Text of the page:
"git show-ref --head" is strange in that it doesn't play well
with '--heads' and '--tags' and '<pattern>'.

I think it is a bit of misdesign, but I don't know how it should be
fixed; current output of "git show-ref --head" has to be kept because
of backward compatibility - git-show-ref is plumbing.

>> I tripped over strange git-show-ref <pattern> semantic too.
>>
>> P.S. there is also git-for-each-ref.

I don't know why there is git-show-ref when we have git-for-each-ref
for scripting; I guess they were added nearly at the same time...

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Re: Commiting automatically (2)

Maaartin-1
On 10-12-27 13:04, Jakub Narebski wrote:

> On Wed, 22 Dec 2010, Maaartin-1 wrote:
>> On 10-12-21 14:06, Jakub Narebski wrote:
>>>
>>> Please try to not cull Cc list (use 'reply via email', if possible)
>>
>> I don't know what "cull" means and
>> http://dictionary.reference.com/browse/cull
>> doesn't help me at all. Could you explain?
>
> http://en.wiktionary.org/wiki/cull
>
>   to cull
>   [...]
>   3. To select animals from a group and then kill them in order to
>      reduce the numbers of the group in a controlled manner.
>
> In the context ("to cull Cc list") it means removing entries from Cc
> list (courtesy copy, copy-to), i.e. not replying to all people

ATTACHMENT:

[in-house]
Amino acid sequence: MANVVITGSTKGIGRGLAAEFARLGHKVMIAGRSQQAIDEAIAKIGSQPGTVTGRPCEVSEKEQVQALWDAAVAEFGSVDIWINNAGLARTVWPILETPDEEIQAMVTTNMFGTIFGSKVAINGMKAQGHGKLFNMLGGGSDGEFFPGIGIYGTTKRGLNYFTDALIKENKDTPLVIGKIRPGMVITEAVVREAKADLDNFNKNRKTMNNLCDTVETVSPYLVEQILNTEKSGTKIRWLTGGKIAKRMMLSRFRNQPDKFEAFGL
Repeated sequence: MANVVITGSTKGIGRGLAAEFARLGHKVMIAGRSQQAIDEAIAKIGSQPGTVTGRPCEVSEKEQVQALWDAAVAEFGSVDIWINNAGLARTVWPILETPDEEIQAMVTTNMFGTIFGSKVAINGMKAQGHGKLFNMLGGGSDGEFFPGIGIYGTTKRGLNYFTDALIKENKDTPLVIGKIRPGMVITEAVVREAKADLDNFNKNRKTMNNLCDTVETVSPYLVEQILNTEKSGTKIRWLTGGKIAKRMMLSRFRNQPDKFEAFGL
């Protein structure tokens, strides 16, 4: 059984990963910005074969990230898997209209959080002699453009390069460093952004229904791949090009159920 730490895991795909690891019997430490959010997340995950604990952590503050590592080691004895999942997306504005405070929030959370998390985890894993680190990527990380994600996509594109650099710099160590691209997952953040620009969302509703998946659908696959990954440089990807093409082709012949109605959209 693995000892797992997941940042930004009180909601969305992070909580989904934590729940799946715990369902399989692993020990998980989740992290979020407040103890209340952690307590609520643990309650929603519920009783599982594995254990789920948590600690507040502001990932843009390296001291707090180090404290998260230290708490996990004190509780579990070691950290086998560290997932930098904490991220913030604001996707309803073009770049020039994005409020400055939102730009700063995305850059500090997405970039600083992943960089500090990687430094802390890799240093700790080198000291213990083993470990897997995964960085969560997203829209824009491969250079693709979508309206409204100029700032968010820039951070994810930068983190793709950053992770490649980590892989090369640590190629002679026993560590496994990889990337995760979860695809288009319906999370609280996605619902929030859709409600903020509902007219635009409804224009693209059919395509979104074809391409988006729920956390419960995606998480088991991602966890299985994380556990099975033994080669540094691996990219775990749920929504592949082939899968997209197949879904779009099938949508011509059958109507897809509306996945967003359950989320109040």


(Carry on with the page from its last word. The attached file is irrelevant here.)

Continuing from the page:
> participating in given (sub)thread.

I was using the gmane page, which did it. Next time I replied using
email, but forgot to add the CC. There are things I hate more than
mailing lists, but they're fairly rare.

>> IMHO, it's quite broken. Alone it would be fine, but should really
>> git-show-ref behave that different from git-symbolic-ref?
>
> git-symbolic-ref is about querying and manipulating _single_ symbolic
> reference, using fully qualified branch names (ref names).

OK, this is a sort of acceptable.

> git-show-ref is about querying multiple refs; I think the design goal
> behind its strange pattern matching semantic is to make it easy to get
> all refs with the same short name.

OK, the strange pattern matching is not that bad.

>> Moreover, git-show-ref --head shows all branches and tags, this can't be
>> right, can it? According to your above explanation, getting HEAD using a
>> pattern is impossible, so I'd say that's what is "--head" good for.
>>
>> Moreover, "git-show-ref --heads" shows less than "git-show-ref --head",
>> despite the plural.
>
> "git show-ref --head" is strange in that it doesn't play well
> with '--heads' and '--tags' and '<pattern>'.
>
> I think it is a bit of misdesign, but I don't know how it should be
> fixed; current output of "git show-ref --head" has to be kept because
> of backward compatibility - git-show-ref is plumbing.

I wonder what
git show-ref --head
really does. It seems to output everything, is this the expected (albeit
strange) behavior? Maybe, I know now, s. below.

For sure, either the doc is completely wrong or the implementation. I
hope I understand "Show the HEAD reference" correctly as showing the
HEAD reference, don't I? So it must show a single reference (singular).
Instead I get all tags and all heads. Could anybody either fix the doc
or convince me that the many lines I'm seeing are a single one?

Shouldn't there be an option *really* doing what --head is expected and
documented to do? I mean something like
git show-ref --head --yes-I-really-mean-the-head
with the output consisting of a single line like
4ba2b422cf3cc229d894bb31c429c0c588de85c0 HEAD
Maybe it could be called --head-only.